That said we see risks that could upset these markets.  On the one hand, we might be underestimating the vigor of the economic recovery, and therefore the pressures for Fed tightening.  In addition, surging asset prices and worries about a “bubble” could prompt Fed officials to tighten before such a move seems warranted on real-economy grounds.  On the other hand, the economy (and the markets) could struggle under the weight of credit restraint for small businesses, weakness in commercial real estate markets, or fiscal tightening, especially by state and local governments.

The implications? I hardly know where to begin: a) with unemployment rising all next year, a GOP blowout in 2010; b) certainly more job creation packages; c) no capandtrade; d) increased anti-Wall Street/Fed sentiment; e) third party prez candidate in 2012; an Obama challenger in 2012 (Dean?). But who really knows. This would be like a technological singularity where seeing beyond the event is pretty much impossible. Such a Long Recession (essentially) would be so contrary to American expecatations — such a slow-mo, psychological shock — that it would be a full-out system perturbation equivalent to 9-11 or the Iraq War.

COMMENT

If GS Said they were Lying I wouldn’t Believe Them!

Posted by tmajor | Report as abusive

There are worries … and then there are worries

Nov 30, 2009 19:49 UTC

David Goldman sums it up:

Far more worrying [than Dubai] is the commercial real estate problem in the United
States, the continued high rate of homeowner deliquency, the huge
backlog of foreclosures–in short, the whole range of problems that stem
from an effective unemployment rate (including “discouraged” and
underemployed workers) of 17.5%. The cumulative effect of the popping
of innumerable mini-bubbles, none of which are large enough to take
down the system but all of whom together constitute a millstone around
the neck of the banking system, will keep lending weak and the economy
in very, very prolonged recession.

COMMENT

…but the stock market is still up…and housing prices are risingand if I click these ruby slippers together and chant “There’s no place like home. Nam Myoho Renge Kyo.” surely things will get better without actually having to institute appropriate and sensible public policy.

Posted by bryan | Report as abusive

Dobbs, 2012 and the ghost of Perot

Nov 27, 2009 15:45 UTC

If former CNN anchorman Lou Dobbs decides to make an independent bid for president in 2012, he will probably find the political climate as hospitable for an insurgent run — if not more so — as it was in 1992, when Ross Perot captured a fifth of the popular vote. (It was the best showing by a third-party candidate since Bull Moose Teddy Roosevelt finished second with 27.4 percent of the vote in 1912.)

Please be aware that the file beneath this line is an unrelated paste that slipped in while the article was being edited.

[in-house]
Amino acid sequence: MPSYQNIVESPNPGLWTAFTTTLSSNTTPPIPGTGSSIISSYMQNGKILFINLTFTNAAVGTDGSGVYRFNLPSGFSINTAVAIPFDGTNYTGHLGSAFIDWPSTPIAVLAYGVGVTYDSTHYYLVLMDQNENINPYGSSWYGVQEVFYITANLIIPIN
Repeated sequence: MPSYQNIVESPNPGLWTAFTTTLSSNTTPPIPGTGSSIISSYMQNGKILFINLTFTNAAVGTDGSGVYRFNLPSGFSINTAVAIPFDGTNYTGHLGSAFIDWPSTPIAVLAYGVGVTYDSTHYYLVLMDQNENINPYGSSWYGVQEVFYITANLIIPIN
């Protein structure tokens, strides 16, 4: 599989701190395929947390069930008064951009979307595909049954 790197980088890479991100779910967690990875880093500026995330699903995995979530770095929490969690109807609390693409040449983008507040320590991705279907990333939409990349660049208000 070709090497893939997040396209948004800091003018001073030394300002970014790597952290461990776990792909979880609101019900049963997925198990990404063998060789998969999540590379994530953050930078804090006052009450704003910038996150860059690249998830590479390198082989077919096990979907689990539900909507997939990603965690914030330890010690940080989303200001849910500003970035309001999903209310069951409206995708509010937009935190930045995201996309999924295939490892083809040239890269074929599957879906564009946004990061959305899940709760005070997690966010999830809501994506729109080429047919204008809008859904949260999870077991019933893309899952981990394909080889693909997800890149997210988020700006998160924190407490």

The dreary economic New Normal that is the aftermath of the Great Recession has created a huge political opening for Dobbs or Michael Bloomberg or Sarah Palin, or some other American with high visibility or deep pockets or both.

It was a slow-recovering economy and concern about big deficits that drove the Perot phenomenon. There’s a high probability both factors will be at play three years from now. The Center on Budget and Policy Priorities forecasts annual budget deficits to average $1.2 trillion over the next three years. And the Federal Reserve is forecasting a so-so economic expansion that will leave unemployment over 7 percent in 2012. Overall, the nation’s economic mood might be a lot worse than it was in 1992.

Then you have a populist, anti-Wall Street sentiment that neither Democrats nor Republicans have been able to capture successfully. The result is that party loyalties are frayed, with the tea party movement one manifestation. According to the Pew Research Center, 36 percent of Americans identify themselves as independents, the highest number since 1992. And they seem to be up for grabs. Barack Obama won 52 percent of the independent vote in 2008. But a recent poll by Rasmussen Reports shows Obama with a 61 percent disapproval rating among the group.

None of this means an independent would actually win. Rasmussen has Dobbs at 14 percent in a race with President Obama (42 percent) and Mitt Romney (34 percent.) With the more populist Palin replacing Romney, Dobbs gets 12 percent versus 44 percent for Obama and 37 percent for Palin.  Yet without Dobbs in the race, Romney is tied with Obama and Palin trails by just three. So an independent could, at the very least, radically alter the political landscape.